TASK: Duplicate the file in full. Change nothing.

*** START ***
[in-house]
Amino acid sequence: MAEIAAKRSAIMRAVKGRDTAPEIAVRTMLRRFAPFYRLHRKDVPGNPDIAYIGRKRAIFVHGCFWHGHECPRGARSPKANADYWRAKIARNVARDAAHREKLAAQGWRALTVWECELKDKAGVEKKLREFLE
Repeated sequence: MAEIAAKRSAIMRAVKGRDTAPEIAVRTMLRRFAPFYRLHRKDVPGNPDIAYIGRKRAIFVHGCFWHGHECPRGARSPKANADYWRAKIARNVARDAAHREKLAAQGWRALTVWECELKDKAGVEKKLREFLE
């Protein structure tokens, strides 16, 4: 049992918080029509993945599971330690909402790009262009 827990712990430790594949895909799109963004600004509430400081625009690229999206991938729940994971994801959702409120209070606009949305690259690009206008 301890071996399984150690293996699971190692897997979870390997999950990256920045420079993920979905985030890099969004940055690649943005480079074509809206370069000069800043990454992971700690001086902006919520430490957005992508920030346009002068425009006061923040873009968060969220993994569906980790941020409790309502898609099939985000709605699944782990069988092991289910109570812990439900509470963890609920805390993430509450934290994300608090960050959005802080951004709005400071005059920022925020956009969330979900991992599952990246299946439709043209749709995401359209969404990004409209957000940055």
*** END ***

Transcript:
[in-house]
Amino acid sequence: MAEIAAKRSAIMRAVKGRDTAPEIAVRTMLRRFAPFYRLHRKDVPGNPDIAYIGRKRAIFVHGCFWHGHECPRGARSPKANADYWRAKIARNVARDAAHREKLAAQGWRALTVWECELKDKAGVEKKLREFLE
Repeated sequence: MAEIAAKRSAIMRAVKGRDTAPEIAVRTMLRRFAPFYRLHRKDVPGNPDIAYIGRKRAIFVHGCFWHGHECPRGARSPKANADYWRAKIARNVARDAAHREKLAAQGWRALTVWECELKDKAGVEKKLREFLE
């Protein structure tokens, strides 16, 4: 049992918080029509993945599971330690909402790009262009 827990712990430790594949895909799109963004600004509430400081625009690229999206991938729940994971994801959702409120209070606009949305690259690009206008 301890071996399984150690293996699971190692897997979870390997999950990256920045420079993920979905985030890099969004940055690649943005480079074509809206370069000069800043990454992971700690001086902006919520430490957005992508920030346009002068425009006061923040873009968060969220993994569906980790941020409790309502898609099939985000709605699944782990069988092991289910109570812990439900509470963890609920805390993430509450934290994300608090960050959005802080951004709005400071005059920022925020956009969330979900991992599952990246299946439709043209749709995401359209969404990004409209957000940055």